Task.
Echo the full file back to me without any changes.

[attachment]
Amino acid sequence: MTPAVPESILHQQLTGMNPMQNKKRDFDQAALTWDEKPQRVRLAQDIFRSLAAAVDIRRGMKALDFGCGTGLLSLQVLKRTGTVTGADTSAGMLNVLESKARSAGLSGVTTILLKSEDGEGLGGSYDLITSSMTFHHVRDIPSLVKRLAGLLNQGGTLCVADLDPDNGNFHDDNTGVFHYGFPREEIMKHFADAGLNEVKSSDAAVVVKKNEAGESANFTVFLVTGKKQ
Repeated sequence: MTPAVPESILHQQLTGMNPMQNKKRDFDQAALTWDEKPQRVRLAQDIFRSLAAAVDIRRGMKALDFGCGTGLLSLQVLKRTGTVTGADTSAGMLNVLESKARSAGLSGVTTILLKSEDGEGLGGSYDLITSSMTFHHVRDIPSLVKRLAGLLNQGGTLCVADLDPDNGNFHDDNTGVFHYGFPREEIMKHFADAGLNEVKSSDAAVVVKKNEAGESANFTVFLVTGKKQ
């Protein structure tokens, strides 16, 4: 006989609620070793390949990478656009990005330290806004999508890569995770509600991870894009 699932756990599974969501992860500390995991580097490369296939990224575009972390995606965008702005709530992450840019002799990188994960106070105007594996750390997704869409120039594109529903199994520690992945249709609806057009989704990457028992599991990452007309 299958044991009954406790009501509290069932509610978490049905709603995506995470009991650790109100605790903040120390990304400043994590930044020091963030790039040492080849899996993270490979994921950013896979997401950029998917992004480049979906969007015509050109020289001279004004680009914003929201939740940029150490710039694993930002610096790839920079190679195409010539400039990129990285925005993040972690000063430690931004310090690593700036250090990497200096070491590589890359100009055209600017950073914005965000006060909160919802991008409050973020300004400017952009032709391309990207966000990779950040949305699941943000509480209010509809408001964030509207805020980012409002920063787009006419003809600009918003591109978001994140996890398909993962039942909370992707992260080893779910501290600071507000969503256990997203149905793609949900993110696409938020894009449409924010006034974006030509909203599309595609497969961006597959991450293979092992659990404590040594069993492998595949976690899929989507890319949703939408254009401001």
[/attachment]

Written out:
Amino acid sequence: MTPAVPESILHQQLTGMNPMQNKKRDFDQAALTWDEKPQRVRLAQDIFRSLAAAVDIRRGMKALDFGCGTGLLSLQVLKRTGTVTGADTSAGMLNVLESKARSAGLSGVTTILLKSEDGEGLGGSYDLITSSMTFHHVRDIPSLVKRLAGLLNQGGTLCVADLDPDNGNFHDDNTGVFHYGFPREEIMKHFADAGLNEVKSSDAAVVVKKNEAGESANFTVFLVTGKKQ
Repeated sequence: MTPAVPESILHQQLTGMNPMQNKKRDFDQAALTWDEKPQRVRLAQDIFRSLAAAVDIRRGMKALDFGCGTGLLSLQVLKRTGTVTGADTSAGMLNVLESKARSAGLSGVTTILLKSEDGEGLGGSYDLITSSMTFHHVRDIPSLVKRLAGLLNQGGTLCVADLDPDNGNFHDDNTGVFHYGFPREEIMKHFADAGLNEVKSSDAAVVVKKNEAGESANFTVFLVTGKKQ
């Protein structure tokens, strides 16, 4: 006989609620070793390949990478656009990005330290806004999508890569995770509600991870894009 699932756990599974969501992860500390995991580097490369296939990224575009972390995606965008702005709530992450840019002799990188994960106070105007594996750390997704869409120039594109529903199994520690992945249709609806057009989704990457028992599991990452007309 299958044991009954406790009501509290069932509610978490049905709603995506995470009991650790109100605790903040120390990304400043994590930044020091963030790039040492080849899996993270490979994921950013896979997401950029998917992004480049979906969007015509050109020289001279004004680009914003929201939740940029150490710039694993930002610096790839920079190679195409010539400039990129990285925005993040972690000063430690931004310090690593700036250090990497200096070491590589890359100009055209600017950073914005965000006060909160919802991008409050973020300004400017952009032709391309990207966000990779950040949305699941943000509480209010509809408001964030509207805020980012409002920063787009006419003809600009918003591109978001994140996890398909993962039942909370992707992260080893779910501290600071507000969503256990997203149905793609949900993110696409938020894009449409924010006034974006030509909203599309595609497969961006597959991450293979092992659990404590040594069993492998595949976690899929989507890319949703939408254009401001």